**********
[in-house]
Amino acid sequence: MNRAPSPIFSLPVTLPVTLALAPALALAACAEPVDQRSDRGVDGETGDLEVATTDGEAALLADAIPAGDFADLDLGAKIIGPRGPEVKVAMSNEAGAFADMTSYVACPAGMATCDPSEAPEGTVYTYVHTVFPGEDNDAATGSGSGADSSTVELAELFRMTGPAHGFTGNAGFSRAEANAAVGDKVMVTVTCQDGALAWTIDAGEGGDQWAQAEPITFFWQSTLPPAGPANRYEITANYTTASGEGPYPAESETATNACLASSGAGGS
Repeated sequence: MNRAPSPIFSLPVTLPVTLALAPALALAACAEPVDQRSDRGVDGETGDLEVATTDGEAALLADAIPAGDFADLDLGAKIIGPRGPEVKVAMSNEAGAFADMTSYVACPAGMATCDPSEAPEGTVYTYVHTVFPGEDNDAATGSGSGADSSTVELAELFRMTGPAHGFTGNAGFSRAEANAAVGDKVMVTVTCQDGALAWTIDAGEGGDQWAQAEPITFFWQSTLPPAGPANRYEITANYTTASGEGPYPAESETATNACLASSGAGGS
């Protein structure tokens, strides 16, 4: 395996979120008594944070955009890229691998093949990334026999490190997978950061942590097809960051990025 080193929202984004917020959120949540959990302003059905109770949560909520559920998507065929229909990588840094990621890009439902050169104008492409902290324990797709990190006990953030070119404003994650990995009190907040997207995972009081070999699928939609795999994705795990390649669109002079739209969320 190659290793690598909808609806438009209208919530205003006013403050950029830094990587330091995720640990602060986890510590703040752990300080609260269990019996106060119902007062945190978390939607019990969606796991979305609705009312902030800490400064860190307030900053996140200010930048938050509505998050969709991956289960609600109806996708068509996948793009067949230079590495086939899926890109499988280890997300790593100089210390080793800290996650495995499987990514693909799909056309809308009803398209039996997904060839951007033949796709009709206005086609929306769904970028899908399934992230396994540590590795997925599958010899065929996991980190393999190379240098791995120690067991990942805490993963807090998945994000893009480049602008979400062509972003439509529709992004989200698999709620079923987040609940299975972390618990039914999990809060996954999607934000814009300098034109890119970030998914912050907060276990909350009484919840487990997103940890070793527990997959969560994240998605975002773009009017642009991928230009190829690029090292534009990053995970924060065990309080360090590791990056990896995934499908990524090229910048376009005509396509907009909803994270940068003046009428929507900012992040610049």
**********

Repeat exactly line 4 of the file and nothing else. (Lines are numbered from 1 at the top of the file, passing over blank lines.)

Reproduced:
């Protein structure tokens, strides 16, 4: 395996979120008594944070955009890229691998093949990334026999490190997978950061942590097809960051990025 080193929202984004917020959120949540959990302003059905109770949560909520559920998507065929229909990588840094990621890009439902050169104008492409902290324990797709990190006990953030070119404003994650990995009190907040997207995972009081070999699928939609795999994705795990390649669109002079739209969320 190659290793690598909808609806438009209208919530205003006013403050950029830094990587330091995720640990602060986890510590703040752990300080609260269990019996106060119902007062945190978390939607019990969606796991979305609705009312902030800490400064860190307030900053996140200010930048938050509505998050969709991956289960609600109806996708068509996948793009067949230079590495086939899926890109499988280890997300790593100089210390080793800290996650495995499987990514693909799909056309809308009803398209039996997904060839951007033949796709009709206005086609929306769904970028899908399934992230396994540590590795997925599958010899065929996991980190393999190379240098791995120690067991990942805490993963807090998945994000893009480049602008979400062509972003439509529709992004989200698999709620079923987040609940299975972390618990039914999990809060996954999607934000814009300098034109890119970030998914912050907060276990909350009484919840487990997103940890070793527990997959969560994240998605975002773009009017642009991928230009190829690029090292534009990053995970924060065990309080360090590791990056990896995934499908990524090229910048376009005509396509907009909803994270940068003046009428929507900012992040610049």